Glancing at the ever-present soaps, a difficult thing to avoid as my good wife’s knee surgery is no nearer taking place and a combination of deteriorating weather and my WFH means she is now largely housebound again, I notice a new convention in tv presentation.
The cast enter wearing masks, mumble behind them for a few moments then take them off or leave them hanging from one ear in the (presumed) interests of being heard. They will briefly pose in tableaux of social distancing, re
So, the WFH is working out quite well, with important reservations. I was brought into this team for my particular experience, and I know most of the other members, I’ve worked with them in the past. The IT works, which wasn’t always the case at Werrington (some company servers can be a bit cranky about working through home WiFi systems).
However I had a laptop problem, which was eventually sorted out by a visit to the NW London office. Otherwise I’d have lost three days while they
Just been down the A14 to Ipswich for a site visit; surprising amount of traffic on the roads, even early in the morning. Huge tailback of traffic N of Bury St Edmunds, at least it was on the other side.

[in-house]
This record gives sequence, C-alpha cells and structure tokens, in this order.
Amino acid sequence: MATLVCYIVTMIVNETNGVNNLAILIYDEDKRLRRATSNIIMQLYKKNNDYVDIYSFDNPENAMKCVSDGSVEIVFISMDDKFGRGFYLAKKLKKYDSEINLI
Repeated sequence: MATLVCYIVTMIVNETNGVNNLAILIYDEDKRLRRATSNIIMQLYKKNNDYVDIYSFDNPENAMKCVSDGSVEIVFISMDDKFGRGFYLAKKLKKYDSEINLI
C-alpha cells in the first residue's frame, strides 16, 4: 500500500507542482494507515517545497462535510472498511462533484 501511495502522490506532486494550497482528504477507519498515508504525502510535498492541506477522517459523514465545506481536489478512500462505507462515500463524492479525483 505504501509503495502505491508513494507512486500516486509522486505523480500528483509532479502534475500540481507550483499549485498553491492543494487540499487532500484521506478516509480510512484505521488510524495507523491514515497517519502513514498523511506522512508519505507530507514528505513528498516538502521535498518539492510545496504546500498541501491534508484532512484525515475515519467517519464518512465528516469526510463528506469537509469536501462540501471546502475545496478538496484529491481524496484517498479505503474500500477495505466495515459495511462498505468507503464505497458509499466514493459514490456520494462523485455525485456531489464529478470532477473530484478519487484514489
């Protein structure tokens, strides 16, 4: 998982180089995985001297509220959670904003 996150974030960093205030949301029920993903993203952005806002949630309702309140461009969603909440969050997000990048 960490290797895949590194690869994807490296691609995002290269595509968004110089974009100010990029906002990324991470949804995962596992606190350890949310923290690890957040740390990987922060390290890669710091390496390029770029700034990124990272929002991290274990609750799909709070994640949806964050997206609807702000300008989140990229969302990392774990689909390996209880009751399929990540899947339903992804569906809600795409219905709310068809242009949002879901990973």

Stopped at Starbucks on the way back, and needn’t have bothered. The signs might say “come in, we are OPEN!” but they aren’t, just as take-away and why bother with that?
Very various interpretations of procedures. Stopped for fuel at a major chain, and the cashiers were
This WFH is a funny old business. It has taken a couple of weeks to create any sort of useful engagement, I am fairly sceptical of actual productivity, too. It’s a good way to get individual tasks completed but the absence of the general interfacing that goes on in the office, is definitely a limitation. No 2 Son reckons he needs 3-5 days a month in the office, averaging 2 half-days a week, to maintain impetus and tie up loose ends.
This isn’t a surprise to me. I’m used to remote wo
Life moves on, and I’ve now joined the ranks of the Working From Home. A directional drilling contractor I’ve worked for in the past approached me a while ago, about looking after the documentation for some new projects they expected in 2020. I was certainly open to suggestions; my attempts at re-entering civil engineering had rather turned out as a reminder of why I’d left the industry in the 90s, and we’d had a good relationship in our previous dealings.
I’d seen this as a possibl